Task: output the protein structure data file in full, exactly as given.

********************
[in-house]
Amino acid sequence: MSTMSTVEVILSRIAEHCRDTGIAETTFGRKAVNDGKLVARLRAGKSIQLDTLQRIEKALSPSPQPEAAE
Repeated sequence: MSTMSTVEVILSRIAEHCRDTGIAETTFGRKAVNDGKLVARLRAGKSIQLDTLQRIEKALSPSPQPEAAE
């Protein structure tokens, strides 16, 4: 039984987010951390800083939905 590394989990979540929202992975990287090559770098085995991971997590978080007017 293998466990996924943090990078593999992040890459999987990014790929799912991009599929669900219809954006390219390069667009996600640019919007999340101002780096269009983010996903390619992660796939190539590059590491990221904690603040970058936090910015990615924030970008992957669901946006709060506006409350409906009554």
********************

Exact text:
[in-house]
Amino acid sequence: MSTMSTVEVILSRIAEHCRDTGIAETTFGRKAVNDGKLVARLRAGKSIQLDTLQRIEKALSPSPQPEAAE
Repeated sequence: MSTMSTVEVILSRIAEHCRDTGIAETTFGRKAVNDGKLVARLRAGKSIQLDTLQRIEKALSPSPQPEAAE
């Protein structure tokens, strides 16, 4: 039984987010951390800083939905 590394989990979540929202992975990287090559770098085995991971997590978080007017 293998466990996924943090990078593999992040890459999987990014790929799912991009599929669900219809954006390219390069667009996600640019919007999340101002780096269009983010996903390619992660796939190539590059590491990221904690603040970058936090910015990615924030970008992957669901946006709060506006409350409906009554």